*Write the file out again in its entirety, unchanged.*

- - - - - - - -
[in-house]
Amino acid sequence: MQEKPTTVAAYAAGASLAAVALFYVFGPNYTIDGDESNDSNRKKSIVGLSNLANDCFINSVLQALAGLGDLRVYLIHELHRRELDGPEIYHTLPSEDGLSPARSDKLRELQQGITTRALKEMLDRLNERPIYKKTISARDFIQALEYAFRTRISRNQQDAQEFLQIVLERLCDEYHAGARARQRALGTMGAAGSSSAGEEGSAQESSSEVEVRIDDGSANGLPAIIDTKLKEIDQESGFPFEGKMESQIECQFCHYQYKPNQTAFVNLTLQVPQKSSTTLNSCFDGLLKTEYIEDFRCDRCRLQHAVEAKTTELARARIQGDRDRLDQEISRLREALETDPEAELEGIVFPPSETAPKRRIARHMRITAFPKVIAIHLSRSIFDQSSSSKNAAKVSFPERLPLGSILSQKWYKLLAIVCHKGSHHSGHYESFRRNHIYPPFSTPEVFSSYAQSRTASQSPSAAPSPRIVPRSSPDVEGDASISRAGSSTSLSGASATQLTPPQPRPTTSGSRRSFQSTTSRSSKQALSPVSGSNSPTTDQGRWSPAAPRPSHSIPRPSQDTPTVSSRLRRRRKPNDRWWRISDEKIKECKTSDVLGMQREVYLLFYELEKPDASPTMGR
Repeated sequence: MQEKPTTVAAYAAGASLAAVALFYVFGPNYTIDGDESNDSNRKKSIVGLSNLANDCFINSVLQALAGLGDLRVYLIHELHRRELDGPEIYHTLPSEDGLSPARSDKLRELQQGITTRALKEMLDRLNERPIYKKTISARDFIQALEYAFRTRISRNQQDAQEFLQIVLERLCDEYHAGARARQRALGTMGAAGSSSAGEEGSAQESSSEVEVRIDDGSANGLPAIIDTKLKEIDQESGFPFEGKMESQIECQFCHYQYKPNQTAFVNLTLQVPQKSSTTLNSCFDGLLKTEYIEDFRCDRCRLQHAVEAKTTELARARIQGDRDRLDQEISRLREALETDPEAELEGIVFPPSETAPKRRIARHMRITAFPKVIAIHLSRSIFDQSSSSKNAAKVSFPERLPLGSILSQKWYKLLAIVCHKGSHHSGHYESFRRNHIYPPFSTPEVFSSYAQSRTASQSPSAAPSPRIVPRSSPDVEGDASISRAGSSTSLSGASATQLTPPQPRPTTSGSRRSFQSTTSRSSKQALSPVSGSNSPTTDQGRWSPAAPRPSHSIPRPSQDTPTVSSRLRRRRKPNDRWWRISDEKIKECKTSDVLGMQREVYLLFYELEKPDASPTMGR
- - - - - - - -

[in-house]
Amino acid sequence: MQEKPTTVAAYAAGASLAAVALFYVFGPNYTIDGDESNDSNRKKSIVGLSNLANDCFINSVLQALAGLGDLRVYLIHELHRRELDGPEIYHTLPSEDGLSPARSDKLRELQQGITTRALKEMLDRLNERPIYKKTISARDFIQALEYAFRTRISRNQQDAQEFLQIVLERLCDEYHAGARARQRALGTMGAAGSSSAGEEGSAQESSSEVEVRIDDGSANGLPAIIDTKLKEIDQESGFPFEGKMESQIECQFCHYQYKPNQTAFVNLTLQVPQKSSTTLNSCFDGLLKTEYIEDFRCDRCRLQHAVEAKTTELARARIQGDRDRLDQEISRLREALETDPEAELEGIVFPPSETAPKRRIARHMRITAFPKVIAIHLSRSIFDQSSSSKNAAKVSFPERLPLGSILSQKWYKLLAIVCHKGSHHSGHYESFRRNHIYPPFSTPEVFSSYAQSRTASQSPSAAPSPRIVPRSSPDVEGDASISRAGSSTSLSGASATQLTPPQPRPTTSGSRRSFQSTTSRSSKQALSPVSGSNSPTTDQGRWSPAAPRPSHSIPRPSQDTPTVSSRLRRRRKPNDRWWRISDEKIKECKTSDVLGMQREVYLLFYELEKPDASPTMGR
Repeated sequence: MQEKPTTVAAYAAGASLAAVALFYVFGPNYTIDGDESNDSNRKKSIVGLSNLANDCFINSVLQALAGLGDLRVYLIHELHRRELDGPEIYHTLPSEDGLSPARSDKLRELQQGITTRALKEMLDRLNERPIYKKTISARDFIQALEYAFRTRISRNQQDAQEFLQIVLERLCDEYHAGARARQRALGTMGAAGSSSAGEEGSAQESSSEVEVRIDDGSANGLPAIIDTKLKEIDQESGFPFEGKMESQIECQFCHYQYKPNQTAFVNLTLQVPQKSSTTLNSCFDGLLKTEYIEDFRCDRCRLQHAVEAKTTELARARIQGDRDRLDQEISRLREALETDPEAELEGIVFPPSETAPKRRIARHMRITAFPKVIAIHLSRSIFDQSSSSKNAAKVSFPERLPLGSILSQKWYKLLAIVCHKGSHHSGHYESFRRNHIYPPFSTPEVFSSYAQSRTASQSPSAAPSPRIVPRSSPDVEGDASISRAGSSTSLSGASATQLTPPQPRPTTSGSRRSFQSTTSRSSKQALSPVSGSNSPTTDQGRWSPAAPRPSHSIPRPSQDTPTVSSRLRRRRKPNDRWWRISDEKIKECKTSDVLGMQREVYLLFYELEKPDASPTMGR